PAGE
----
• Andrew Young responds...
    July 28th, 2012 10:02 am

    May OSB boards (panels) be use for open (no awning, canopy or roof above it) outdoor deck ? Deck eventually will be covered by outdoor carpet.

    If yes, what kind of OSB should be use ?


  • richard responds...
    August 30th, 2012 5:13 pm

    i have osb used as a facia / decorative band around an outdoors deck. the problem is that the edge of the osb has been exposed to the elements for seven years. the edge was painted, but have deteriorated.

    any suggestions on preventing further deterioration.

    another unrelated question: how well do screws work on osb?


  • Vince responds...
    October 13th, 2012 10:04 pm

    I am working on a old complex apartment with subfroors and on the kitchen and restroom iam installing 1 1/8 OSB


  • Juan J. Mascorro responds...
    October 19th, 2012 4:57 pm

    I’m a Code Enforcement officer for the City of Holland, MI 49423. One of my duties it to enforce the Minimum Housing-Property Maintenance Code for rentals. Recently I have called the removal and replacement of floor covering in certain rooms in a rental dwelling. The LL/owner has removed the floor covering and in many cases has laid down OSB Board sheets. He has his maintenance people glue and secure it down with fasteners. Instead of placing carperting, tiles or linoleum down they stain then OSB floor boards, seal it with a lacquer finish and call it done. The question is is this an approved method and application and use of OSB boards as a finished floor. They do not use the OSB in kitchens or bathroom but every other room when called on. One of my co-workers thinks that this is not an approved method and use of OSB. I think if the OSB board is properly secured to the existing floor, proerly sealed at all joints and sealed with a hard durable lacquer finish it is acceptable. What are your thoughts and recommendations.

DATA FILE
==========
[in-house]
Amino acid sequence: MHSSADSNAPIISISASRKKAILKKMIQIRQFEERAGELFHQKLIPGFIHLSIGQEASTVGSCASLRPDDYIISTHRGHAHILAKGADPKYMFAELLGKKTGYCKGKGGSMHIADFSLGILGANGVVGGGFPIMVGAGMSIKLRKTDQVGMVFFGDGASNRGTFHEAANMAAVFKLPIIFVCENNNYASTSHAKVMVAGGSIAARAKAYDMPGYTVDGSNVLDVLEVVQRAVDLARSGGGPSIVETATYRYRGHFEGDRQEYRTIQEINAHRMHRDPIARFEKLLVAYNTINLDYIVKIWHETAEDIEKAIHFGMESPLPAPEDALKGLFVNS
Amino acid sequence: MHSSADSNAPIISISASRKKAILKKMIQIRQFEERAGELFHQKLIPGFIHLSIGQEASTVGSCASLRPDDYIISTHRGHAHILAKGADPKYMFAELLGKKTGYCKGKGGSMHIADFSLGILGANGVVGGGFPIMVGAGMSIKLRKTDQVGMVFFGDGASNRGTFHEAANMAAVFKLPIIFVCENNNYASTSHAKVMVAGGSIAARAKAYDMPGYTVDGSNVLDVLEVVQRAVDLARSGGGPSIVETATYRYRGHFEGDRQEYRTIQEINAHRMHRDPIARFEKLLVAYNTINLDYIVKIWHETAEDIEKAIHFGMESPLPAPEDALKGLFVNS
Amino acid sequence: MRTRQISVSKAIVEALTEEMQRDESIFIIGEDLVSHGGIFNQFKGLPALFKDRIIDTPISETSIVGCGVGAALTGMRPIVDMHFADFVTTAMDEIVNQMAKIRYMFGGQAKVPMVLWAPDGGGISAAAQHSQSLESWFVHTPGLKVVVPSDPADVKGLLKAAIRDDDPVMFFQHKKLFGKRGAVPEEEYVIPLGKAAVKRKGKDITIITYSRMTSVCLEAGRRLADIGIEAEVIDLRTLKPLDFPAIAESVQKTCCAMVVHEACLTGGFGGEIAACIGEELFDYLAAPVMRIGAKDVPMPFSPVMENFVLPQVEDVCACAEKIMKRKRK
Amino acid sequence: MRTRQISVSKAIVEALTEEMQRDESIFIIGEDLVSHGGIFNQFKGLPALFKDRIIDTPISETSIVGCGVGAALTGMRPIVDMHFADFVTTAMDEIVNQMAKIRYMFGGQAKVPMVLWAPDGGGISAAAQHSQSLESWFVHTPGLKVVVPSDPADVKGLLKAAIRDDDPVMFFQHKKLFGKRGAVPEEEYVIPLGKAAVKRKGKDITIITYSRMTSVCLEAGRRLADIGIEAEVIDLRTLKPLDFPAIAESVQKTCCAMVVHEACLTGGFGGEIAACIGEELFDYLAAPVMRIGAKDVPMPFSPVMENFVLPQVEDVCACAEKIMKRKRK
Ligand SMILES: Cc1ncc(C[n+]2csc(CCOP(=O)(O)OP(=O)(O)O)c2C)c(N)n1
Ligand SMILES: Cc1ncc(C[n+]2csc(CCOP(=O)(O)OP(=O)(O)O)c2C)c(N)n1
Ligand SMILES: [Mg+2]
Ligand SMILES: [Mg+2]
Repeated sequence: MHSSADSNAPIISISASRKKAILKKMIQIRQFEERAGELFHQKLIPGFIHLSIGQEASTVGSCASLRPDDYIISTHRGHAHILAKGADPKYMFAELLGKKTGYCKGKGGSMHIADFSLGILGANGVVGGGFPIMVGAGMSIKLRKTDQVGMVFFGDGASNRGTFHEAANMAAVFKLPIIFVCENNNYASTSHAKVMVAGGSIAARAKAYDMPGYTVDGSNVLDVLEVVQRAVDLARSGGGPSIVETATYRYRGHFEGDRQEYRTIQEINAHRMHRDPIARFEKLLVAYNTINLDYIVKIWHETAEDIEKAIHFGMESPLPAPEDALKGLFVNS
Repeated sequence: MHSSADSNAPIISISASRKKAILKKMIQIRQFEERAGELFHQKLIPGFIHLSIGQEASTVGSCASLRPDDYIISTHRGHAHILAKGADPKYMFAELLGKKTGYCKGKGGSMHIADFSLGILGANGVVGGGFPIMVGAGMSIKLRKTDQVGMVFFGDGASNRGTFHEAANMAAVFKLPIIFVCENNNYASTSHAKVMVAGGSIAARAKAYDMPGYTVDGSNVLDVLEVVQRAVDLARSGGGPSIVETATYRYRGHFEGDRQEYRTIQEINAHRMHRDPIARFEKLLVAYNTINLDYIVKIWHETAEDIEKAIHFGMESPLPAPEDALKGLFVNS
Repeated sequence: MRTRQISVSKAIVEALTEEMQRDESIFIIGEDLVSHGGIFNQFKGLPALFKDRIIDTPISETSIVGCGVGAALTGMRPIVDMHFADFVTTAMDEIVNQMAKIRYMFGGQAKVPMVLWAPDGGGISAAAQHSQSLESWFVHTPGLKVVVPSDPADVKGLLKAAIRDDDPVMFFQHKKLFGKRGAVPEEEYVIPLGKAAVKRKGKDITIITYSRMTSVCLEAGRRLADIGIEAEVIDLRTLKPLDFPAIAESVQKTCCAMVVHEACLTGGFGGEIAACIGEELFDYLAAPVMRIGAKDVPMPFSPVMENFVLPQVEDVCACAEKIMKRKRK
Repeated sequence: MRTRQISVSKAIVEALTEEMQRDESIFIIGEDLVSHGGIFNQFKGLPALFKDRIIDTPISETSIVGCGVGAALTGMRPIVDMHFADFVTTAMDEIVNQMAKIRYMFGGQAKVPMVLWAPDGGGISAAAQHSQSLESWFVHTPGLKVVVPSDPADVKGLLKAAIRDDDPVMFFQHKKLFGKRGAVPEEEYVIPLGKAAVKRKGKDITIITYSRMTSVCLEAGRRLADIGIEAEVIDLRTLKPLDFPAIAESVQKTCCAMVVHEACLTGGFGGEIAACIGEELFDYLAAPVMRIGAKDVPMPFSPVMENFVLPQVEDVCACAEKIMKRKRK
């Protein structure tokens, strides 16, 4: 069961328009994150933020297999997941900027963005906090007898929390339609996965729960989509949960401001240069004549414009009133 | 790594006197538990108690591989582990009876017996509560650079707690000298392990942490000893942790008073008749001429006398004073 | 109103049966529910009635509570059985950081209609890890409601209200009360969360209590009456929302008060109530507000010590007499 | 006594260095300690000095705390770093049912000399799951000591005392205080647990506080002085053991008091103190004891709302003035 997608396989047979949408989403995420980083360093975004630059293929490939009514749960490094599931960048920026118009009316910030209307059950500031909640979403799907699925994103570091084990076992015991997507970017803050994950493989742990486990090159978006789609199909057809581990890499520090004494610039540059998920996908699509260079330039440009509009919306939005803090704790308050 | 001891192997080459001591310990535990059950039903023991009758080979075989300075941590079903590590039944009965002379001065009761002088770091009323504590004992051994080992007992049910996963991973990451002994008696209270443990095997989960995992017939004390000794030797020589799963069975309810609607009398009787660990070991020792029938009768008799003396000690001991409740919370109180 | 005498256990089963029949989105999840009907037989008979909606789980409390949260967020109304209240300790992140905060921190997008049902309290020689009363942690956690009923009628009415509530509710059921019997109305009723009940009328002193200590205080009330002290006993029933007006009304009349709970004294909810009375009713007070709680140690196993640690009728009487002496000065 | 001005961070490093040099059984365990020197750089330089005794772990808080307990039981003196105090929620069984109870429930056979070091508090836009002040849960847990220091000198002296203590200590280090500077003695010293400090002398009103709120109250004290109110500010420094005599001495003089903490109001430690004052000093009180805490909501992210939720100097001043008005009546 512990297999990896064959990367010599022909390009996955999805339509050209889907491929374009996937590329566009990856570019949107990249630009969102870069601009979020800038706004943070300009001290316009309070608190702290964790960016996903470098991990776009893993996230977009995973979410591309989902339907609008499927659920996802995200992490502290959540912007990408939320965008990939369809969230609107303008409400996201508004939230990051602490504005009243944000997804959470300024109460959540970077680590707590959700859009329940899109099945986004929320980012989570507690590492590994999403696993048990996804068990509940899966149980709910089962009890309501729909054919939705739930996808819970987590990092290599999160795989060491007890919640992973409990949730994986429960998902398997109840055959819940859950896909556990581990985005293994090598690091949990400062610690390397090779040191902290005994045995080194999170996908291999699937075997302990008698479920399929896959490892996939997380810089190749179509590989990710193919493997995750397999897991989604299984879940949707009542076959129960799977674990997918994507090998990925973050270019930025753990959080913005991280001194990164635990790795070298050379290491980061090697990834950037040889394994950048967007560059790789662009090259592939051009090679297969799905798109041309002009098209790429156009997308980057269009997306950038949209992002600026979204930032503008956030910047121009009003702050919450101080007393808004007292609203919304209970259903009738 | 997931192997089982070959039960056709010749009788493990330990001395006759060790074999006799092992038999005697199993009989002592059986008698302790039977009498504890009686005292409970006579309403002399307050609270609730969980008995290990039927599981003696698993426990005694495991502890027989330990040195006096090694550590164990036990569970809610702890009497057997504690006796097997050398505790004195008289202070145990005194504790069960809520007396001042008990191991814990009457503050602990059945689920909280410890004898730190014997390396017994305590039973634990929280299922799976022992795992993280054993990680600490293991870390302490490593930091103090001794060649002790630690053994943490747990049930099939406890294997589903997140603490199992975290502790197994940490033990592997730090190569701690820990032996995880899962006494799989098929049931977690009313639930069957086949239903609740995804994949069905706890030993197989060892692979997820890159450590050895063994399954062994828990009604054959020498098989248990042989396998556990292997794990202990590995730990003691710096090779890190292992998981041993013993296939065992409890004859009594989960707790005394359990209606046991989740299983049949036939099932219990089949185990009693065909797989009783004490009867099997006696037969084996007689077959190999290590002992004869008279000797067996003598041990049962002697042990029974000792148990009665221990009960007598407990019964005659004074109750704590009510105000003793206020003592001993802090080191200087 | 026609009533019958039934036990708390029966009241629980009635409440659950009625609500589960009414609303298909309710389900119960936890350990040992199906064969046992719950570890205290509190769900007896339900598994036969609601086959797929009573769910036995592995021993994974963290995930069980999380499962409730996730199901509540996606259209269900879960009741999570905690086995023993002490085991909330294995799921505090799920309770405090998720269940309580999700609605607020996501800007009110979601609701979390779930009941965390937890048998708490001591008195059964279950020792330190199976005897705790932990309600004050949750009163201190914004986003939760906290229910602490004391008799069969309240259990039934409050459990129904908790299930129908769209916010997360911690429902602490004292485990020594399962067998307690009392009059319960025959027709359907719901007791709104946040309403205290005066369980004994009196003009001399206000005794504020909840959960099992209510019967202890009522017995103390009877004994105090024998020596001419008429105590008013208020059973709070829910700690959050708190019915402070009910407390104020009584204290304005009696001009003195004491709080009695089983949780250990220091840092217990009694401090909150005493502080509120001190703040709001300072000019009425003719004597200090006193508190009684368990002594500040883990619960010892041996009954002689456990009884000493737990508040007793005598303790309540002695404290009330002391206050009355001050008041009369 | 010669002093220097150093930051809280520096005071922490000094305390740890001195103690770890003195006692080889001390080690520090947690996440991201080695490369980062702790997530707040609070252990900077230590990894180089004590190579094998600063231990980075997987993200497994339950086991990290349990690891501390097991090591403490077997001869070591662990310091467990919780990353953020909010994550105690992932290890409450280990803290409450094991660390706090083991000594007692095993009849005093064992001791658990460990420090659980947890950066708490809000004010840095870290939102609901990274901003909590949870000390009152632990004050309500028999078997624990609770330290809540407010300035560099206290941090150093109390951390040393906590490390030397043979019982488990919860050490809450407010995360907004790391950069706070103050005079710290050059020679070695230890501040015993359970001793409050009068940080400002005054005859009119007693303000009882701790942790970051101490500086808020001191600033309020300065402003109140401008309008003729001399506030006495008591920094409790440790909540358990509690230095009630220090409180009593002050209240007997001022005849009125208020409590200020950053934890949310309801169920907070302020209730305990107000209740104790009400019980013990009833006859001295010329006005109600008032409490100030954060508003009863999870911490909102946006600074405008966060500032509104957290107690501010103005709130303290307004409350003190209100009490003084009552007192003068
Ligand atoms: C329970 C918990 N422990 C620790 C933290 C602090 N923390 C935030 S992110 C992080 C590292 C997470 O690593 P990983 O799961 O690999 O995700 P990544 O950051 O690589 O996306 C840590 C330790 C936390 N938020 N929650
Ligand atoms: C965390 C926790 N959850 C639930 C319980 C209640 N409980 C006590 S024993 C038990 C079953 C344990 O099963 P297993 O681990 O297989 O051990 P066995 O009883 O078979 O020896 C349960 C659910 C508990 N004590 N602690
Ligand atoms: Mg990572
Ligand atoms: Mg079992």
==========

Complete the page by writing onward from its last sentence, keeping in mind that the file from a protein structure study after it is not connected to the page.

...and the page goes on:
Juan J. Mascorro


  • Shawn responds...
    March 31st, 2013 8:54 pm

    I am having a house built. The builder left the osb out in the winter for three months. He is now using it on the floor, walls and roof. I paid extra for plywood. Should I be concerned that the wood was left uncovered in the winter for three months in the snow?


    Fred Reply: